CDC has recently updated isolation and quarantine recommendations for the public. View the CDC’s guidance and view Frequently Asked Questions on it.

Recomendaciones de aislamiento y cuarentena

Use the CDC’s Isolation/Quarantine Calculator to identify your own start/end date.

Isolation

Isolation is for those who are positive for COVID-19, even if you don’t have symptoms. It involves staying home and away from others – even family. View the CDC’s recommendations here.

 

When to Start & End Isolation:

 

If you have/had symptoms:

  • Isolate for 5 days: Day zero is the first day of symptoms. Day one is the first day after symptoms developed. You can leave isolation after five-full days if you have no symptoms and are fever-free for 24 hours without the use of medication, and your symptoms are improving (loss of taste can continue for weeks and should not delay end of isolation).
  • Wear a well-fitting mask for five days after leaving isolation in home/work/around other people.
  • If you have a fever continue to isolate until you are fever-free for 24 hours without the use of medication.

If no symptoms:

  • Isolate for 5 days. Day zero is the date you tested positive for COVID-19. Day one is the first full day after you took you COVID-19 test.
  • You can leave isolation after five full days. You still must wear a well-fitting mask for another five days around others at home/work/around other people.
*Regardless of whether you have symptoms or not, if you are unable to wear a mask during or after isolation around others, isolate for 10 days.

 

Isolation Dos:

  • Stay home and stay separated from others in the household. Use a sick room and separate bathroom if possible.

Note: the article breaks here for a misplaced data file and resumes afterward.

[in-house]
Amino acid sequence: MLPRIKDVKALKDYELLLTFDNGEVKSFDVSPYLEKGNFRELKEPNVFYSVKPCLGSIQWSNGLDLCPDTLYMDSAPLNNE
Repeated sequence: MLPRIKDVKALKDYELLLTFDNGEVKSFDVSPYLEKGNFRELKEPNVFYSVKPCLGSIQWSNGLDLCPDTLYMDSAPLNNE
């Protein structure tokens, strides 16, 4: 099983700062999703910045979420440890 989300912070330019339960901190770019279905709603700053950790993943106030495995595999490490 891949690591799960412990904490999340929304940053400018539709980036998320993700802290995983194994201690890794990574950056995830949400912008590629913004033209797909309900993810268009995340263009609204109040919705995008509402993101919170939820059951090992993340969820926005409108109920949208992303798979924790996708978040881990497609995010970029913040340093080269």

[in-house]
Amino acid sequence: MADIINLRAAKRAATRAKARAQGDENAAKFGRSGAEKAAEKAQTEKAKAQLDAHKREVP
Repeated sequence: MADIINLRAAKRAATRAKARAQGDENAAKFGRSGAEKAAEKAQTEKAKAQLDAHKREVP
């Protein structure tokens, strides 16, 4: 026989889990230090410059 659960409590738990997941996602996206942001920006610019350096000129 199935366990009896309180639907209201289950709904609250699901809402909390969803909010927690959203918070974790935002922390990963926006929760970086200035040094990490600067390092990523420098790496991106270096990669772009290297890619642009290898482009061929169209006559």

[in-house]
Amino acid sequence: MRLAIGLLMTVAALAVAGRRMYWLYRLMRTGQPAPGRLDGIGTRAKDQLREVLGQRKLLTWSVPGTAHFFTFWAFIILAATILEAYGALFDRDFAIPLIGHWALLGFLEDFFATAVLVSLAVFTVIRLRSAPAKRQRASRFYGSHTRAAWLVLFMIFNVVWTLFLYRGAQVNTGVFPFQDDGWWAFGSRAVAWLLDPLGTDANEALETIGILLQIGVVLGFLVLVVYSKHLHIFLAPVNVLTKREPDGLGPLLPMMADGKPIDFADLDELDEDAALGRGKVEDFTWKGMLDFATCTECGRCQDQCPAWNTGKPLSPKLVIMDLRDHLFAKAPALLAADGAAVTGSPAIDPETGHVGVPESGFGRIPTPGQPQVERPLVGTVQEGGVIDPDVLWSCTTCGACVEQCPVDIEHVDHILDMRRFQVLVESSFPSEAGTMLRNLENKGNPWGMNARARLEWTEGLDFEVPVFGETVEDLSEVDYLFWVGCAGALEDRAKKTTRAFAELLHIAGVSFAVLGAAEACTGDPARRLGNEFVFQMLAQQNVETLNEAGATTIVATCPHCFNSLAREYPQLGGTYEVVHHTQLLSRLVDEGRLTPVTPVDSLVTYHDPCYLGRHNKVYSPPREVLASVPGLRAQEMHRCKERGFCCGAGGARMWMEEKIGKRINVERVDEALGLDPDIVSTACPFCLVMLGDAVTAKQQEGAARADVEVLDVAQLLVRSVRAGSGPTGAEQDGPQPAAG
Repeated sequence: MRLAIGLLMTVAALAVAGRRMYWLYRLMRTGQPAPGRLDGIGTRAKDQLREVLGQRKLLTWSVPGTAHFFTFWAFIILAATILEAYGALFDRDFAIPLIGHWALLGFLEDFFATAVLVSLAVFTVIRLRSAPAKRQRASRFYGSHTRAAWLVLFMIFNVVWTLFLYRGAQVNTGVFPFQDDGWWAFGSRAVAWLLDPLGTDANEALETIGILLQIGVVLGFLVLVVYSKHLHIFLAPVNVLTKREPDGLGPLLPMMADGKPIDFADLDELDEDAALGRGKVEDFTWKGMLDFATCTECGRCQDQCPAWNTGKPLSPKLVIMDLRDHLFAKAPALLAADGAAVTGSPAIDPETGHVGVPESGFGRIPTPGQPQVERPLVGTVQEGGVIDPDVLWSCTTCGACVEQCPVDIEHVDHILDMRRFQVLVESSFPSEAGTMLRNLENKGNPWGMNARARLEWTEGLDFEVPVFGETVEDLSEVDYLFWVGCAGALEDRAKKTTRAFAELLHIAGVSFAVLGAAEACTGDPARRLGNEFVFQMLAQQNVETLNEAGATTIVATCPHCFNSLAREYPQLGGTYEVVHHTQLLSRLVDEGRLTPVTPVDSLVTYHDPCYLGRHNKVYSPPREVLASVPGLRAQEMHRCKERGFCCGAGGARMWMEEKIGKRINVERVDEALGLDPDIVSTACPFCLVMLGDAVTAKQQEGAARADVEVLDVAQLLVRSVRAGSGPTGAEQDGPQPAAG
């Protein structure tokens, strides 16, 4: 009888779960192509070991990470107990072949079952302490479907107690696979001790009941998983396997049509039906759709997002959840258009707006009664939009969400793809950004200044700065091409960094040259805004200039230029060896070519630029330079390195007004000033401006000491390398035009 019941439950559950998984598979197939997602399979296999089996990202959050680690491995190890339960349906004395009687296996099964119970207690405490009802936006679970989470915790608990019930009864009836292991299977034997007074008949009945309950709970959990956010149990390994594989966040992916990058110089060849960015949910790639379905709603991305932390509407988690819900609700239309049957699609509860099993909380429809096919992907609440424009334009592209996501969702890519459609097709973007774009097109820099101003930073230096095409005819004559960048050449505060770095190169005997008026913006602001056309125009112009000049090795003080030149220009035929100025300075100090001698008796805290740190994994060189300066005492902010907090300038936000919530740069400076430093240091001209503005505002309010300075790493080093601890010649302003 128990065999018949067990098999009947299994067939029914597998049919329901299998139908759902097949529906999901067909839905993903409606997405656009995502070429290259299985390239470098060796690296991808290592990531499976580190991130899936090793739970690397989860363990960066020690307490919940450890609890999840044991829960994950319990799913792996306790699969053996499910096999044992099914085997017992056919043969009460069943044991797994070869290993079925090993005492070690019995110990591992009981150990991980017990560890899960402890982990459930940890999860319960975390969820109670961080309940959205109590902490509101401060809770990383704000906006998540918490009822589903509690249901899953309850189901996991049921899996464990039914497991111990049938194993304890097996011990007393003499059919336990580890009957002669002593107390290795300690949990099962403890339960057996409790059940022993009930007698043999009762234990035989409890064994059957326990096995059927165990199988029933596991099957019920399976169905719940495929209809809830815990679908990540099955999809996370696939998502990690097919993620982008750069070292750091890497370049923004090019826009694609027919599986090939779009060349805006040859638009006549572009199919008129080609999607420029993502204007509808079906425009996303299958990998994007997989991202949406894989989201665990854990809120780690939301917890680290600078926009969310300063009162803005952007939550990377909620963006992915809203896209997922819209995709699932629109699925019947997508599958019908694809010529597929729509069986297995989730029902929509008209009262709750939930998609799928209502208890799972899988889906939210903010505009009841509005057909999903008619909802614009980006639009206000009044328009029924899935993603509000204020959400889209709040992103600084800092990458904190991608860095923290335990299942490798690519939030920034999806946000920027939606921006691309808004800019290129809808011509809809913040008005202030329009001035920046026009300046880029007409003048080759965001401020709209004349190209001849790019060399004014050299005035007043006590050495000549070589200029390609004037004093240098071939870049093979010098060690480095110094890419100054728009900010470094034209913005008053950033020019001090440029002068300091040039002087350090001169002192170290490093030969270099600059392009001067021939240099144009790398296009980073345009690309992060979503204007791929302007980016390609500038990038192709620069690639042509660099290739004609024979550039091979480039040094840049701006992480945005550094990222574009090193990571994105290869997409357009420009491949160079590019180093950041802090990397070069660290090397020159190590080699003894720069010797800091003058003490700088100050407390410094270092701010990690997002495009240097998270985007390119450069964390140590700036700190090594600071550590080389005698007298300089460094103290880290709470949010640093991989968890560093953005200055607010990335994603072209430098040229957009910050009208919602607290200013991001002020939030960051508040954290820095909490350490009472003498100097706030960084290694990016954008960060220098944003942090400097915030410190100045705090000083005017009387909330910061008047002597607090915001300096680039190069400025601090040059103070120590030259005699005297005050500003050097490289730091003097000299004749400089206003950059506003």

• Have family or friends pick up groceries, medicine or prescriptions for you.
  • Monitor symptoms. If you have trouble breathing seek medical attention immediately.
  • Avoid household members and pets. Wear a well-fitting mask if you need to be around others at home during your 5-day isolation period.
  • Avoid being around or visiting high-risk or immunocompromised persons (hospitals, long-term care, active treatment for conditions) until after day 10.

Isolation Don’ts:

  • Don’t leave isolation if you still have symptoms. Continue to isolate until you are fever-free without medication for at least 24 hours.
  • Don’t use a taxi, bus or ride-share to get medical attention. If it’s an emergency, call an ambulance.
  • Don’t share household items like dishes, or utensils.
  • Don’t go to eat at restaurants or visit other places where you cannot wear a well-fitting mask on days 6 through 10.

Quarantine

Quarantine is for close contacts of those who have COVID-19. You have been exposed to someone with the virus and may or may not have been infected. It also means staying home and away from others. View the CDC’s recommendations here.

 

What is a close contact?

That means you were less than six feet away from a person who was infected with COVID-19 for a cumulative total of 15 minutes in a 24-hour period. So, if you had three, five-minute exposures to an infected person that means you may need to quarantine if you meet the following criteria. * Guidance for students in schools is based on different criteria.

 

Who needs to Quarantine after close contact to someone with COVID-19?

  • You are not vaccinated, or are partially vaccinated.
  • You are NOT up to date with your vaccinations

    * Up to date means you are fully vaccinated, and have received either a third dose, and/or booster when eligible (booster eligibility: more than five months after [Pfizer/Moderna] or two months after (J&J).

 

Quarantine Dos:

  • Quarantine (stay home) and away from others for five days.